It's safe to say kids PJs are as cuddly as they come, but have you ever thought about where they actually come from? Letting your little one's skin breathe while they sleep is super important, but finding a good quality product can be tricky sometimes. Awakind is a children's sleepwear and bedding brand designed for the modern child, and rooted in purpose. Made from 100% cotton jersey fabric, these PJs and bedding are soft, comfy and more importantly, founded in an important cause - so you can feel as good on the inside about these PJs as you do on the outside.
"To create a brand that challenges the status quo in sleepwear, where the profits are used to fund homes for children in real need." - Awakind
We sat down with the founder of Awakind, Mumtrepreneur Vanessa Rowed, to chat all things from business running while being a full time mum, to creating a quality product that is ethically sourced.
[TLSE] When did you first start to learn more about homes and programs for children
[Vanessa] I’ve been involved with these two charities for over a decade now. Close friends of mine introduced me to the great work they were doing and I’ve been supporting them through their own charity events for many years. In January this year I went to visit the homes and meet the children. It was a humbling experience and made my dedication to this brand even stronger.
What drew you toward sleepwear?
My own personal experience with my children. I was searching for a modern pyjama design that wasn’t so cliché. I was sick of the licensed characters or pink and purple designs for girls and blue and green for boys. Everything was cheap and not well made. There were only a few brands that I would always go to for my kids pyjamas, and even they only had the basic styles. Often I would bath my kids early, around 5pm, and then put them straight in their PJs. If we had to duck out, or go to a friends house last minute, I would then worry about getting them changed. I started to think about pyjamas that were cool enough to wear out and all day.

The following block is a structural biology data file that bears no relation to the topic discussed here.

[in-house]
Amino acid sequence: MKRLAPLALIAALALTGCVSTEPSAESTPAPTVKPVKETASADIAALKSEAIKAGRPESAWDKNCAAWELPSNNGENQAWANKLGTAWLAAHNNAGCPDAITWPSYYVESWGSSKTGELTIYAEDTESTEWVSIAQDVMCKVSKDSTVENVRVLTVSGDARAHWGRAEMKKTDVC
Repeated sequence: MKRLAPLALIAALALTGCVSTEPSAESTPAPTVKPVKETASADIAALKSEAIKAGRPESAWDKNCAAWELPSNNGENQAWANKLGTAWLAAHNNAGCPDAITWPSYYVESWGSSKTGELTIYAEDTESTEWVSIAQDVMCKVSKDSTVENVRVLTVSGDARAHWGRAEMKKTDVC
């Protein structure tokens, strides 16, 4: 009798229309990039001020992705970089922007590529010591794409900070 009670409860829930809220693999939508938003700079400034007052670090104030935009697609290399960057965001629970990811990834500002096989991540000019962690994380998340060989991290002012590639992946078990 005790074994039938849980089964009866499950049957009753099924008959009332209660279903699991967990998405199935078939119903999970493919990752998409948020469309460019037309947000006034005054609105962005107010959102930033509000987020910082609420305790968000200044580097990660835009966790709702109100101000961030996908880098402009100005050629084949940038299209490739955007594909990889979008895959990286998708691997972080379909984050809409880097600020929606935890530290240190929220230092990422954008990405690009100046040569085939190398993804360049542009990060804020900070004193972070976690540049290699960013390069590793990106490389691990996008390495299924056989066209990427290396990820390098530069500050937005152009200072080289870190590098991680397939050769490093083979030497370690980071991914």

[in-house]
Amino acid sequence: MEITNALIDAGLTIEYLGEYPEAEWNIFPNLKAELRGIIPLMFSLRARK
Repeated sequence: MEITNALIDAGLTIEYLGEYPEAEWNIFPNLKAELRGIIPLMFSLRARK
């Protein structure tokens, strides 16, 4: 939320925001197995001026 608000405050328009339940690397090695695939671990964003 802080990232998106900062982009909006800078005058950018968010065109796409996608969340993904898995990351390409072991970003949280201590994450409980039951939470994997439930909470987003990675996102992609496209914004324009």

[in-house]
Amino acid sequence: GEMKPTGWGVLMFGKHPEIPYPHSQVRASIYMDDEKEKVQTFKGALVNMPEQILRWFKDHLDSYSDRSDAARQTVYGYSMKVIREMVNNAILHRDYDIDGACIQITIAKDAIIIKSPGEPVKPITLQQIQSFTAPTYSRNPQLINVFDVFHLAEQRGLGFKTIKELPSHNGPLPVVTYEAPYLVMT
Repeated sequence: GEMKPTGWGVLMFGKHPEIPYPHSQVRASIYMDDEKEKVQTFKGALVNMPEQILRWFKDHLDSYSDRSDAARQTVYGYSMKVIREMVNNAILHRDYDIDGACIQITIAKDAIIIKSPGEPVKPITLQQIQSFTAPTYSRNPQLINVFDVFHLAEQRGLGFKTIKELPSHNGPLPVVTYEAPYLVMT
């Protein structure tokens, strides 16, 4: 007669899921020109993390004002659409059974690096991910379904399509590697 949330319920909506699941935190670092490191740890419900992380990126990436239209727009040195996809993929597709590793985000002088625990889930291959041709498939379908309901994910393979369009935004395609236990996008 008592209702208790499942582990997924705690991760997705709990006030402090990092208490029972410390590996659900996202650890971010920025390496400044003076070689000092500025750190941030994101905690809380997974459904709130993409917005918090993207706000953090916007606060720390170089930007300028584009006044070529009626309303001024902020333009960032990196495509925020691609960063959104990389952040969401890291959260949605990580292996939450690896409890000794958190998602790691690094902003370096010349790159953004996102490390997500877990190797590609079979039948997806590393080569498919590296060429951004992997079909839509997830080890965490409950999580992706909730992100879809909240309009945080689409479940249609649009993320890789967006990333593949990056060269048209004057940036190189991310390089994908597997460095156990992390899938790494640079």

How did you find out about the Thien Phonc Centre and Mai Hoa Centre, and what were the main things that pulled you toward those two centres specifically?
As mentioned above, I found out about these centres through some close friends who have been raising money to support these centres for a very long time. I’ve always been passionate about ensuring children have a safe place to grow up. I’m passionate about foster care and adoption. Given my current family situation, the later are not options right now, so I wanted to find other ways that I could still help keep vulnerable children safe. This felt like the natural fit as a starting point. I am working now to secure other partners to broaden our impact.
What's your favourite Awakind piece?
Right now my favourite is the Singlet Romper. I’ve refined it over time and it’s now our best seller. It’s sooo comfy and surprisingly functional. With the elastic shoulder band, it’s super easy for kids to pull on and off for a toilet run, but it also avoids the constant issue of pyjama tops riding up in the middle of the night.
What’s the biggest challenge and reward about owning a business while being a full-time mother?